> process's standard input; and its standard output goes to my screen
> (well - without just running the program directly :-)) However, it's
> not working, the child-to-parent pipe c2p never gets written to (at
> least with /bin/ls and /bin/date). Is it wrong to close c2p[0] and
> p2c[1] in child?

No

Quote:

> Invoke as: <progname> /bin/someprog arg1 arg2 arg3 (args for someprog)
> e.g.
> <progname> /bin/ls .

> #include <sys/select.h>
> #include <stdio.h>
> #include <unistd.h>

> int main (int argc, char *argv[])
> {
>         int p2c[2], c2p[2], count;
>         char buf[1024];

>         pipe(p2c); pipe(c2p);
>         if (fork()) {
>                 fd_set r;
>                 close(p2c[0]); close(c2p[1]);
>                 while (1) {
>                         FD_ZERO(&r);
>                         FD_SET(0, &r);
>                         FD_SET(c2p[0], &r);
>                         select(c2p[0], &r, NULL, NULL, NULL);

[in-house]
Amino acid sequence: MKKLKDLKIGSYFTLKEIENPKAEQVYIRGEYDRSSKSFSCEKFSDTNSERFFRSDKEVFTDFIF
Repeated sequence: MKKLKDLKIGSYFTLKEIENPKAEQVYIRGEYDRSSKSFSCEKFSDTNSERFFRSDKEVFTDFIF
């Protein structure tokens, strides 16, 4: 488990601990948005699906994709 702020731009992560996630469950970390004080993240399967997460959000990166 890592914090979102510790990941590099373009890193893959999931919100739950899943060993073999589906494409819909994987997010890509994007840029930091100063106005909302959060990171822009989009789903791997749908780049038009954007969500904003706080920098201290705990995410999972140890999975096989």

First parameter should have 1 added
Robert

- Show quoted text -

Quote:>                         if (FD_ISSET(c2p[0], &r)) {
>                                 if ((count = read(c2p[0], buf, 1024))
>> 0) {
>                                         write(1, buf, count);
>                                 }
>                         }
>                         if (FD_ISSET(0, &r)) {
>                                 if ((count = read(0, buf, 1024)) > 0)
> {
>                                         write(p2c[1], buf, count);
>                                 }
>                         }
>                 }
>         } else {
>                 close(0);
>                 dup(p2c[0]);
>                 close(p2c[0]);
>                 close(1);
>                 dup(c2p[1]);
>                 close(c2p[1]);
>                 execvp(argv[1], &argv[1]);
>         }
>         return 0;
> }


 
 
 

Help: redirecting process input/output

Post by Knigh » Sun, 23 Mar 2008 05:06:47




Quote:> > ? ? ? ? ? ? ? ? ? ? ? ? select(c2p[0], &r, NULL, NULL, NULL);

> First parameter should have 1 added
> Robert

Thank you! Last place I suspected!
Sorry, a simple "Thank You" does not adequately express the depth of